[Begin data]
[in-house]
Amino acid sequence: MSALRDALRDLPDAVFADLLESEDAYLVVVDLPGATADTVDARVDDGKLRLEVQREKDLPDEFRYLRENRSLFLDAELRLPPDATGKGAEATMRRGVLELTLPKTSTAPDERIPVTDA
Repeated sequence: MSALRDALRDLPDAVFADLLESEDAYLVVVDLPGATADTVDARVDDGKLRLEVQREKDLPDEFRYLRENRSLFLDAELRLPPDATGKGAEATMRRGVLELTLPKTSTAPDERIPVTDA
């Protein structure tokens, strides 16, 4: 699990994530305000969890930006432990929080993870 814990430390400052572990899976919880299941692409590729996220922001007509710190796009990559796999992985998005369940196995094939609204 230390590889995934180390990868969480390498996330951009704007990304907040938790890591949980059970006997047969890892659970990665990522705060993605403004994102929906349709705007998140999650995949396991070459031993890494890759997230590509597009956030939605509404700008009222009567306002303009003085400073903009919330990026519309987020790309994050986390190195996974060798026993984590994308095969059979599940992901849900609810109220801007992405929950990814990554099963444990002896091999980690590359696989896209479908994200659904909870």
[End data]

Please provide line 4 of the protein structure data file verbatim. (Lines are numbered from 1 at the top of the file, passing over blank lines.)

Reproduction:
């Protein structure tokens, strides 16, 4: 699990994530305000969890930006432990929080993870 814990430390400052572990899976919880299941692409590729996220922001007509710190796009990559796999992985998005369940196995094939609204 230390590889995934180390990868969480390498996330951009704007990304907040938790890591949980059970006997047969890892659970990665990522705060993605403004994102929906349709705007998140999650995949396991070459031993890494890759997230590509597009956030939605509404700008009222009567306002303009003085400073903009919330990026519309987020790309994050986390190195996974060798026993984590994308095969059979599940992901849900609810109220801007992405929950990814990554099963444990002896091999980690590359696989896209479908994200659904909870």